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Friday Filosofical Finking: Import protections

On Fri, Apr 19, 2019 at 3:27 AM Akkana Peck <akkana at shallowsky.com> wrote:
> Chris Angelico writes:
> > Actually, only the Python interpreter has to be able to do those
> > steps. That's why I put the comment *on the same line* as the import
> > statement (not immediately above it, for instance). It comes out like
> > this:
> >
> > (env) rosuav at sikorsky:~/shed$ python3 BL2_find_items.py
> > Traceback (most recent call last):
> >   File "BL2_find_items.py", line 19, in <module>
> >     import lzo # ImportError? pip install python-lzo
> > ModuleNotFoundError: No module named 'lzo'
> > (env) rosuav at sikorsky:~/shed$
> Oh, I see: because it prints the full line that caused the exception.
> Clever!

Yes - provided the .py file is available. If you delete the .py file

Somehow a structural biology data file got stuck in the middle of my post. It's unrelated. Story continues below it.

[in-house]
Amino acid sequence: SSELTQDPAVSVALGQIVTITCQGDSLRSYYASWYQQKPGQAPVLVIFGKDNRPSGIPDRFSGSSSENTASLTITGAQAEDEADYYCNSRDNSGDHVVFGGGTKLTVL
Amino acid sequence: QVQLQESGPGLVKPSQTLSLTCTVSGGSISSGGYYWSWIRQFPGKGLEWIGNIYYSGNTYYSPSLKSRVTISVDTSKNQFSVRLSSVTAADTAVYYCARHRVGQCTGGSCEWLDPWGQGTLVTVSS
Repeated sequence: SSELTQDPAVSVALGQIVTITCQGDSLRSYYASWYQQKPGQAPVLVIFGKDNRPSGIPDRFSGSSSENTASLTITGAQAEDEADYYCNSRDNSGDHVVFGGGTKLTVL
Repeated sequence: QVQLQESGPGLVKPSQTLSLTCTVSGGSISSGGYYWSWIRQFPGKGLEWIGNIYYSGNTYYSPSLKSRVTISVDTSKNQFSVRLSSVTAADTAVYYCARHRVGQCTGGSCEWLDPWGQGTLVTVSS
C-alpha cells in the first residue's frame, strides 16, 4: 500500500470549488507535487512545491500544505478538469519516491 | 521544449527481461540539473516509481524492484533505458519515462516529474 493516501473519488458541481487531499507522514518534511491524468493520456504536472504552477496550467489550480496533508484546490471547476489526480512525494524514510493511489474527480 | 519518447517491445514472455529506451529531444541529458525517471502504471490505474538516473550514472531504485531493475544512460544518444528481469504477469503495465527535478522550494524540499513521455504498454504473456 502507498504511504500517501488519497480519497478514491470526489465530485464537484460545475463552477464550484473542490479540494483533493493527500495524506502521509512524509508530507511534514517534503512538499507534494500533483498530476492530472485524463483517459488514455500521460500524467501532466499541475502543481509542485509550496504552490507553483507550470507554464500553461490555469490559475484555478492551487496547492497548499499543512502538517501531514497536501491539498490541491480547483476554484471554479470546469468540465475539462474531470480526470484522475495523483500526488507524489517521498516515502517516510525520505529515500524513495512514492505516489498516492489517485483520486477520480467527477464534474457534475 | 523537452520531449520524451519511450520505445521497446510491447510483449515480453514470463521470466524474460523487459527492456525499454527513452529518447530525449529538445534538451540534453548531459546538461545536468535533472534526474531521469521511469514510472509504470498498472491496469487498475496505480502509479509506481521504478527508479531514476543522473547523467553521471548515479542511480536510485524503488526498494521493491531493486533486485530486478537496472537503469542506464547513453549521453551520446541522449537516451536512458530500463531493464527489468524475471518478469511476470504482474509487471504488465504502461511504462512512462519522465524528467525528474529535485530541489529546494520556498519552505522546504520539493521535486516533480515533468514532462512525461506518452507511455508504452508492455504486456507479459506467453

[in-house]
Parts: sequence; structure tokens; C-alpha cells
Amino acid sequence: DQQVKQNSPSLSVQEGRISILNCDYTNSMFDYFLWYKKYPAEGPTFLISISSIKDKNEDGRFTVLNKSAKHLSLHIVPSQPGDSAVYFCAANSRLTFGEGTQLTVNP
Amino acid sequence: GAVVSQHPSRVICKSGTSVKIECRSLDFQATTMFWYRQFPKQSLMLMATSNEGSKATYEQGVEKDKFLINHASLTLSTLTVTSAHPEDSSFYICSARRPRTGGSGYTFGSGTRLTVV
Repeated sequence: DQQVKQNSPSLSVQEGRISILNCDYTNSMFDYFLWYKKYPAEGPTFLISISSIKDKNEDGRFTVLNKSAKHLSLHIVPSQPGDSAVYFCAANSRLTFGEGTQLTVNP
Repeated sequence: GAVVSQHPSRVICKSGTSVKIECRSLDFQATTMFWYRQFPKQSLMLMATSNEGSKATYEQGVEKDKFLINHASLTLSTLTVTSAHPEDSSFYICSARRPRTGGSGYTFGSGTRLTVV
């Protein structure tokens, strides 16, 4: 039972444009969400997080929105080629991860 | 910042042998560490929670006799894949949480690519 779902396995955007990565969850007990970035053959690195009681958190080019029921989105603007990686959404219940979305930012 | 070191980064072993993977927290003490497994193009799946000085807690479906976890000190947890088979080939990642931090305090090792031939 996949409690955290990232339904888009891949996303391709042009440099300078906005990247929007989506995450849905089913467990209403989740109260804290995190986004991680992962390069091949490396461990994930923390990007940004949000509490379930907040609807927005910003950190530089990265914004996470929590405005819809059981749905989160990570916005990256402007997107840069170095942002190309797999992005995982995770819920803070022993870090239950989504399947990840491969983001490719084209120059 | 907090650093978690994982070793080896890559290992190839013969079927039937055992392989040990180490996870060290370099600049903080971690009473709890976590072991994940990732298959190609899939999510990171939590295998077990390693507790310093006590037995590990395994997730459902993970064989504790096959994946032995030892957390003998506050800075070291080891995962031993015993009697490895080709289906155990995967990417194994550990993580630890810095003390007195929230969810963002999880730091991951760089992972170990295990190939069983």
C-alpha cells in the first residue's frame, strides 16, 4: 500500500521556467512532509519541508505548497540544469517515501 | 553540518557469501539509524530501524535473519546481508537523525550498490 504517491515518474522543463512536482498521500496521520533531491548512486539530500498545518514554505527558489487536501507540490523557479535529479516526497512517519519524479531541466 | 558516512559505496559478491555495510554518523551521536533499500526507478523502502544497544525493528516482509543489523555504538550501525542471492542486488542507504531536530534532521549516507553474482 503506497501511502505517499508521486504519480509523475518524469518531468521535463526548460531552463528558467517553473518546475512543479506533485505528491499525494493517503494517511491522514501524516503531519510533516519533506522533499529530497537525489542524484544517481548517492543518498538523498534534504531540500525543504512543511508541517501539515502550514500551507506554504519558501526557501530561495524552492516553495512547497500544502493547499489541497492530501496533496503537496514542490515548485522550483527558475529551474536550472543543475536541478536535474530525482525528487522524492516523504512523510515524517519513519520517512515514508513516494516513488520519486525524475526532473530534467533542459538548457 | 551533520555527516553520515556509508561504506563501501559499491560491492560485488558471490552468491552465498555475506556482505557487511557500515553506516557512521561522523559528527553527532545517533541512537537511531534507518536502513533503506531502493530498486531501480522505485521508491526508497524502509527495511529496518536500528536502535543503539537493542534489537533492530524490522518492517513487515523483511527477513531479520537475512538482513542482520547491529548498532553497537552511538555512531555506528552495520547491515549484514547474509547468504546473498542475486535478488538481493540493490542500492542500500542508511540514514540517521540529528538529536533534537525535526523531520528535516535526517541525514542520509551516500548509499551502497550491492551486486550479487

and just run the .pyc, this doesn't work. (Another reason not to do
that, honestly.)

> > > for regular users, when you know an error is both likely and unclear
> > > to read, it might make sense to catch the exception and print
> > > a clearer message.
> >
> > Define "clearer", though. Given that many MANY users won't read *any*
> > error message, the clarity becomes largely moot, and only a handful of
> > people will (a) read what you print out, (b) be able to resolve the
> > problem, and (c) not be able to figure it out from four lines of
> > output.
> When writing programs for general use (which this admittedly wasn't),
> it seems sad to accept unclear errors on the assumption that some
> users don't read error messages. Even most of the nontechnical
> users I know will read a one-line error message, though they
> certainly wouldn't try to read a 4-line stack trace. I usually try
> to catch errors that I expect will be common, and print something
> clearer than the default traceback.

TBH, I don't think the default message is all that unclear. It does
lack any sort of "how to solve this" information, but that can be
provided by the comment. Something that frequently annoys me in terms
of debugging is something that "knows better" - it absorbs a nice,
useful, helpful message, and spits out one bland, generic message,
based on what the developer THINKS is the cause. Remember: You will
*never* think of everything that can go wrong.